A couple of weeks ago I walked into the conference room on a Sunday morning to grab myself some coffee. Sitting around the conference table were the faithful parishioners who meet on Sunday mornings for Bible Study. They often have some goodies, too, and when I pass by they willingly share some of their stuff with me. It is always a joy to see them and share a good laugh.
They are presently reading a book, Sabbath. They tell me it’s a wonderful book. Well, the moment I walked into the conference room that Sunday morning, I was greeted with their usual enthusiasm, along with the sharing of a story they had just read.
There was once a rabbi who, overcome with a sense of humility before God’s magnificent creation, threw himself before the altar of the temple and cried, “I am nobody! I am nobody!”
The cantor, observing the rabbi from the rear of the synagogue, was moved by the rabbi’s humility and devotion. He, too, joined the rabbi at the altar, crying, “I am nobody! I am nobody!”
Then the janitor, sweeping the floors in the hall, heard the cries of the two religious men and similarly moved by their devotion, also joined them at the altar crying out, “I am nobody! I am nobody!”
At which point the cantor turned to the rabbi and, indicating the janitor, remarked, “Look who thinks he’s nobody.”
I burst out laughing - I laughed so hard. “That was a really good joke,” I remarked. But beyond the idea of a good joke is a serious matter that addresses how we look at ourselves or perceive each other - even in our often sinful and pathetic selves:
How do I see you? What gifts do I see in you? What is the beauty that I see in you or in myself? How do I see myself? What gifts do I possess? Do I consider myself or my gifts of more value than yours?
Difficult, but important, questions. If only I can see myself in you. If only I can recognize the gift of you as being of equal value as the gift of me. If only we can be sincere about how valuable the other is, if only I can see the other and all that the other is, not as a means for me to extol my own value, but as a means to build that kind of trust that recognizes that whereas each is nobody, yet, we are all somebody. More than that, we ought to take each other and our actions seriously - however insignificant we think they may be.
The beauty of this particular season is wrapped in an ambitious undertaking, one in which God Himself takes on everything human for the sake of humans. God’s ambitious agenda is one of making you and me so valuable, irrespective of who we are, where we come from, or our station in life. God’s agenda is one of making you know that you matter to Him. God’s agenda is one of making you and I know that we are nobody, and yet we are somebody because God chooses to make us somebody.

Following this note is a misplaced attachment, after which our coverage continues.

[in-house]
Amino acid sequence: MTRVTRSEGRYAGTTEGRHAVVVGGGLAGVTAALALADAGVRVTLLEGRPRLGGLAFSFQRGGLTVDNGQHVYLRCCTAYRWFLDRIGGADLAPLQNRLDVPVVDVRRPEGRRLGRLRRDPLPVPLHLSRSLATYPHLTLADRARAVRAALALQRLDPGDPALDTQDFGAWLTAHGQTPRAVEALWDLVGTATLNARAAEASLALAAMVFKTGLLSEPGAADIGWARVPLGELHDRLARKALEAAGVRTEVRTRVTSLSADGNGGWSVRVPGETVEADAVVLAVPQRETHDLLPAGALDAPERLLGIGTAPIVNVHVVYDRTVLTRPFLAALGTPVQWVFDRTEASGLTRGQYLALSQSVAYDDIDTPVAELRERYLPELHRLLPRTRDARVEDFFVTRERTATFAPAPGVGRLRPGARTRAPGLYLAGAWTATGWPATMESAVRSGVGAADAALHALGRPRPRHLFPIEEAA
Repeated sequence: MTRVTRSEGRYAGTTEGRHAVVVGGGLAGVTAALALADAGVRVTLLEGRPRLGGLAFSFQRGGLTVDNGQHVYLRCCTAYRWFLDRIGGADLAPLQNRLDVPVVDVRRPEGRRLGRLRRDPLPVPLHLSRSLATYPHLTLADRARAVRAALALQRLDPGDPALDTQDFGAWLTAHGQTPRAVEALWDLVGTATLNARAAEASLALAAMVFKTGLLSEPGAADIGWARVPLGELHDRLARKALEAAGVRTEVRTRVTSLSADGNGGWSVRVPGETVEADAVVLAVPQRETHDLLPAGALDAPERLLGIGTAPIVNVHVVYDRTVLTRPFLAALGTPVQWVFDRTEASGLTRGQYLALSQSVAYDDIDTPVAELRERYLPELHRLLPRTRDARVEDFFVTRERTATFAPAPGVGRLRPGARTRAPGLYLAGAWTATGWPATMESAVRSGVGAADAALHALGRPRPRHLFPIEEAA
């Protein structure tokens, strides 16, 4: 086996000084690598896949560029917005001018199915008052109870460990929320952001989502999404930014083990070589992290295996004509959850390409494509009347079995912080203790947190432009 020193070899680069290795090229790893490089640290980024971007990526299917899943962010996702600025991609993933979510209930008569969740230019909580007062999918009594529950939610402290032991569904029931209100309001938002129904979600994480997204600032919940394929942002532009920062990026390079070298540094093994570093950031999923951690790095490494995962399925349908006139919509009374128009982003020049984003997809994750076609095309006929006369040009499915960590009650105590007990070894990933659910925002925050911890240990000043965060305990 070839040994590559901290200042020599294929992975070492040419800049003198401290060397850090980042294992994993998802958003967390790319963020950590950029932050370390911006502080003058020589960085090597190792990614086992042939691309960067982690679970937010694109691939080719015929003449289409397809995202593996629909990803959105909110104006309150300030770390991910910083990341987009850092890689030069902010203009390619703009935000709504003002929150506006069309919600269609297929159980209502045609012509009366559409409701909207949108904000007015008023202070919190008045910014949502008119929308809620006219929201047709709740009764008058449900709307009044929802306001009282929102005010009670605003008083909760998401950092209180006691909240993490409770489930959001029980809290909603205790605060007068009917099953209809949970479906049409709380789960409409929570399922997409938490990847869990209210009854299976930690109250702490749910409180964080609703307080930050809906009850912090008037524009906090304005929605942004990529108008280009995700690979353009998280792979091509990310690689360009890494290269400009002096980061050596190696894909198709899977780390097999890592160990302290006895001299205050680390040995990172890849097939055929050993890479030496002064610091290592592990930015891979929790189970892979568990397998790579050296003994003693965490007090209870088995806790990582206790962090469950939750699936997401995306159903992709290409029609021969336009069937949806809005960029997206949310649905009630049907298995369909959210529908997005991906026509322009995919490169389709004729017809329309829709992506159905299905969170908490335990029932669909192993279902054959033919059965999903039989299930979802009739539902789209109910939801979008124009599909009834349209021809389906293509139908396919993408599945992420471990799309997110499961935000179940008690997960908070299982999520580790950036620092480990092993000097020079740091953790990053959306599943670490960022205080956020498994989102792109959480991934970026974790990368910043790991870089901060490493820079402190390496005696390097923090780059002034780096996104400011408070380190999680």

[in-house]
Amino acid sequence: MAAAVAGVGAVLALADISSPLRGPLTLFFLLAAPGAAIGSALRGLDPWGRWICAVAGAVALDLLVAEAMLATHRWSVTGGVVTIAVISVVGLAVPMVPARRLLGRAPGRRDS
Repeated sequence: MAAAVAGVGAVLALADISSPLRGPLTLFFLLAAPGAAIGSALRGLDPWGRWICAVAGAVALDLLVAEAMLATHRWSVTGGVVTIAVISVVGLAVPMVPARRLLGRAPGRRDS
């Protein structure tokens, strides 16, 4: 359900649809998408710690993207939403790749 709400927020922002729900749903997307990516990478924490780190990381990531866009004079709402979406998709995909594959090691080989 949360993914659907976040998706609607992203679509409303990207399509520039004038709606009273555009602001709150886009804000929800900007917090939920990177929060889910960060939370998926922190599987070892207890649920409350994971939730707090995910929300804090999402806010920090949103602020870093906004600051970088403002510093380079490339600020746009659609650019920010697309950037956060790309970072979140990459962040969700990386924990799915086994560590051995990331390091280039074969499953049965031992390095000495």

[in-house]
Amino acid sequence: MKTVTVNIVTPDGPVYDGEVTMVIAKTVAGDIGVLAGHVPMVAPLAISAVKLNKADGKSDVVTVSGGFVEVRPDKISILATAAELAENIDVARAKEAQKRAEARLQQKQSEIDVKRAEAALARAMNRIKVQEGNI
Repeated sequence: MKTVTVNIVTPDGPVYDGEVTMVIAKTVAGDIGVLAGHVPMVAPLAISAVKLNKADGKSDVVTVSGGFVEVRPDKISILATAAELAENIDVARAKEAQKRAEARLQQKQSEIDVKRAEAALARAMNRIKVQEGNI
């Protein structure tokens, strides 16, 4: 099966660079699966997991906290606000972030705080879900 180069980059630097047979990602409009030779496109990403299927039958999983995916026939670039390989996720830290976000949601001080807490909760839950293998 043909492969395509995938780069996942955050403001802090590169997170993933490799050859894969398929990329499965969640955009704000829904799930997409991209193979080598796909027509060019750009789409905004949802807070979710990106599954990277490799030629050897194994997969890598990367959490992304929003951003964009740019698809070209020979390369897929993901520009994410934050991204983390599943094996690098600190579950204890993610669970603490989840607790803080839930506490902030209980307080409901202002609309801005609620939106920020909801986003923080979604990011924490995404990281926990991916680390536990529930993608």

Paul, in a description of his ministry relative to that of the other apostles, writes eloquently: For I am the least of the apostles and am unworthy to be called an apostle because I persecuted the church of God. But by the grace of God, I am what I am, and his grace to me was not in vain. No, I worked harder than all of them-yet not I, but the grace of God that was with me. Whether, then, it was I or they, this is what we preach, and this is what you believed. What you and I believe is the good news of a God who dared to be human.
The fascinating gift of Paul’s narrative is that although he recognizes that he’s worked more than the other apostles, it wasn’t by his own effort - it was by the grace of God that was with him, and that grace made it possible for him to do the kind of work that he was able to do. The same grace is available to you and can fire you up to do any work of ministry that you are willing to do.
There’s no telling how many of us feel like the rabbi, crying “I am nobody”. There’s no telling how many of us feel like the cantor, crying “I am nobody.” There is no telling how many of us feel like the janitor who joined the rabbi and cantor, crying “I am nobody.”
The true gift is - irrespective of how you feel - that you are the reason why this Christmas and every Christmas is so important; although you are nobody, because of Christ Jesus, you are somebody. Because of God’s infinite love made possible in the incarnation, you are somebody.
Remember, if you are somebody because of Christ Jesus, then you cannot behave like the cantor who looks down on the janitor because he joined him on the floor with cries of being nobody.
Christmas is about the grace of being somebody.
Come, let’s celebrate.